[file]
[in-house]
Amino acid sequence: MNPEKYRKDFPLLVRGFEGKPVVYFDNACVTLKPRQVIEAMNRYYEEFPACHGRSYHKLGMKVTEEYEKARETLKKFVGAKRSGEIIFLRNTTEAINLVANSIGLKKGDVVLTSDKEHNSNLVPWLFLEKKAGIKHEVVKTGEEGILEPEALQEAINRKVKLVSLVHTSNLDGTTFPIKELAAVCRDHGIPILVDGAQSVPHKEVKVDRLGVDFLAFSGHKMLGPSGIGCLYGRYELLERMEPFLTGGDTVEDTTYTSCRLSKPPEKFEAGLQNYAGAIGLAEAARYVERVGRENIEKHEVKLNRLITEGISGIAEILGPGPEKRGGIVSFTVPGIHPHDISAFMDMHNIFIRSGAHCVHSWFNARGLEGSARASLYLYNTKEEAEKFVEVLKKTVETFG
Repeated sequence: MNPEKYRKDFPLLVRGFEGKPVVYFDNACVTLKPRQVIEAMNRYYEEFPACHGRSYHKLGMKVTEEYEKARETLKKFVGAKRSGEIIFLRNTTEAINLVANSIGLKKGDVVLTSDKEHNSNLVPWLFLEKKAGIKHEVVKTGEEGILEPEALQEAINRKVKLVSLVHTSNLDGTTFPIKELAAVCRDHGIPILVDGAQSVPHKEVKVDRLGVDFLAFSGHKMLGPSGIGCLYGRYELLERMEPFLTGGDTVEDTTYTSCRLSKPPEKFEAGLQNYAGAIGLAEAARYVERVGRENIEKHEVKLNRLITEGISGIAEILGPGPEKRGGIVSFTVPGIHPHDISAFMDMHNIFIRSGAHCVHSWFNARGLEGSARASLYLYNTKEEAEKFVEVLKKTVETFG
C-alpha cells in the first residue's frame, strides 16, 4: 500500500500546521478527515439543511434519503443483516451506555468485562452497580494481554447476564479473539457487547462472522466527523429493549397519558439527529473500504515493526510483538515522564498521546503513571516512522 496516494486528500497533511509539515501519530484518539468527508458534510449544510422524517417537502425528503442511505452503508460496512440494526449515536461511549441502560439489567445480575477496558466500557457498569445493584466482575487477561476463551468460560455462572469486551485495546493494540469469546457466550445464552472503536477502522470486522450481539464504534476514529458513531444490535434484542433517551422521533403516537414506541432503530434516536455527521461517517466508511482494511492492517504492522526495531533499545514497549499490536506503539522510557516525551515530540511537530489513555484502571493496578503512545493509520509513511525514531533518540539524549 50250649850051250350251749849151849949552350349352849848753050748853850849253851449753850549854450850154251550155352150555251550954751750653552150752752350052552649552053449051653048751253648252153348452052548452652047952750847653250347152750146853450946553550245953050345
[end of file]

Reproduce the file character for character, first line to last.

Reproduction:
[in-house]
Amino acid sequence: MNPEKYRKDFPLLVRGFEGKPVVYFDNACVTLKPRQVIEAMNRYYEEFPACHGRSYHKLGMKVTEEYEKARETLKKFVGAKRSGEIIFLRNTTEAINLVANSIGLKKGDVVLTSDKEHNSNLVPWLFLEKKAGIKHEVVKTGEEGILEPEALQEAINRKVKLVSLVHTSNLDGTTFPIKELAAVCRDHGIPILVDGAQSVPHKEVKVDRLGVDFLAFSGHKMLGPSGIGCLYGRYELLERMEPFLTGGDTVEDTTYTSCRLSKPPEKFEAGLQNYAGAIGLAEAARYVERVGRENIEKHEVKLNRLITEGISGIAEILGPGPEKRGGIVSFTVPGIHPHDISAFMDMHNIFIRSGAHCVHSWFNARGLEGSARASLYLYNTKEEAEKFVEVLKKTVETFG
Repeated sequence: MNPEKYRKDFPLLVRGFEGKPVVYFDNACVTLKPRQVIEAMNRYYEEFPACHGRSYHKLGMKVTEEYEKARETLKKFVGAKRSGEIIFLRNTTEAINLVANSIGLKKGDVVLTSDKEHNSNLVPWLFLEKKAGIKHEVVKTGEEGILEPEALQEAINRKVKLVSLVHTSNLDGTTFPIKELAAVCRDHGIPILVDGAQSVPHKEVKVDRLGVDFLAFSGHKMLGPSGIGCLYGRYELLERMEPFLTGGDTVEDTTYTSCRLSKPPEKFEAGLQNYAGAIGLAEAARYVERVGRENIEKHEVKLNRLITEGISGIAEILGPGPEKRGGIVSFTVPGIHPHDISAFMDMHNIFIRSGAHCVHSWFNARGLEGSARASLYLYNTKEEAEKFVEVLKKTVETFG
C-alpha cells in the first residue's frame, strides 16, 4: 500500500500546521478527515439543511434519503443483516451506555468485562452497580494481554447476564479473539457487547462472522466527523429493549397519558439527529473500504515493526510483538515522564498521546503513571516512522 496516494486528500497533511509539515501519530484518539468527508458534510449544510422524517417537502425528503442511505452503508460496512440494526449515536461511549441502560439489567445480575477496558466500557457498569445493584466482575487477561476463551468460560455462572469486551485495546493494540469469546457466550445464552472503536477502522470486522450481539464504534476514529458513531444490535434484542433517551422521533403516537414506541432503530434516536455527521461517517466508511482494511492492517504492522526495531533499545514497549499490536506503539522510557516525551515530540511537530489513555484502571493496578503512545493509520509513511525514531533518540539524549 50250649850051250350251749849151849949552350349352849848753050748853850849253851449753850549854450850154251550155352150555251550954751750653552150752752350052552649552053449051653048751253648252153348452052548452652047952750847653250347152750146853450946553550245953050345